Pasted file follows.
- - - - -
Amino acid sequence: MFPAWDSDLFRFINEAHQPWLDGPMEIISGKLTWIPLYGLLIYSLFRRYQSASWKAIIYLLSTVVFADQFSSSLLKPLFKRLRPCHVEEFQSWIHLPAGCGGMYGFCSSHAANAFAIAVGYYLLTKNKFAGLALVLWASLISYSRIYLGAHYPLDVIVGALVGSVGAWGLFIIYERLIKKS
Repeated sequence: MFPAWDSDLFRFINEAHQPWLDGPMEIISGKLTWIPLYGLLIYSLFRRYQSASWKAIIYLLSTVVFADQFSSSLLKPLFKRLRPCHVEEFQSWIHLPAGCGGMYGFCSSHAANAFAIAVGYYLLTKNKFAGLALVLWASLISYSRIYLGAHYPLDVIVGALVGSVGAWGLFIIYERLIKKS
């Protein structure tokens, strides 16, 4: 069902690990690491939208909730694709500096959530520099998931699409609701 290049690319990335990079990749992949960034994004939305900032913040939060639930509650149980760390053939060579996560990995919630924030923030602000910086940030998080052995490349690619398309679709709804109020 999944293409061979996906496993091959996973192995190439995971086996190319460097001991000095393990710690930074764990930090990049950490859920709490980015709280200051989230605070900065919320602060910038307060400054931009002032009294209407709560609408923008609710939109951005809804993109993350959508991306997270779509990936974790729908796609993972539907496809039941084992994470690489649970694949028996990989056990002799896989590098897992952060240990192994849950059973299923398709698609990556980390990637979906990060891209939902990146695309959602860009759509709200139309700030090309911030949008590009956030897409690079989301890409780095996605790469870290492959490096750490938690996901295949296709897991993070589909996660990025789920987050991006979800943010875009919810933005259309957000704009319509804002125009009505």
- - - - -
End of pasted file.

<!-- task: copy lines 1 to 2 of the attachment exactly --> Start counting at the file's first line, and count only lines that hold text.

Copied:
Amino acid sequence: MFPAWDSDLFRFINEAHQPWLDGPMEIISGKLTWIPLYGLLIYSLFRRYQSASWKAIIYLLSTVVFADQFSSSLLKPLFKRLRPCHVEEFQSWIHLPAGCGGMYGFCSSHAANAFAIAVGYYLLTKNKFAGLALVLWASLISYSRIYLGAHYPLDVIVGALVGSVGAWGLFIIYERLIKKS
Repeated sequence: MFPAWDSDLFRFINEAHQPWLDGPMEIISGKLTWIPLYGLLIYSLFRRYQSASWKAIIYLLSTVVFADQFSSSLLKPLFKRLRPCHVEEFQSWIHLPAGCGGMYGFCSSHAANAFAIAVGYYLLTKNKFAGLALVLWASLISYSRIYLGAHYPLDVIVGALVGSVGAWGLFIIYERLIKKS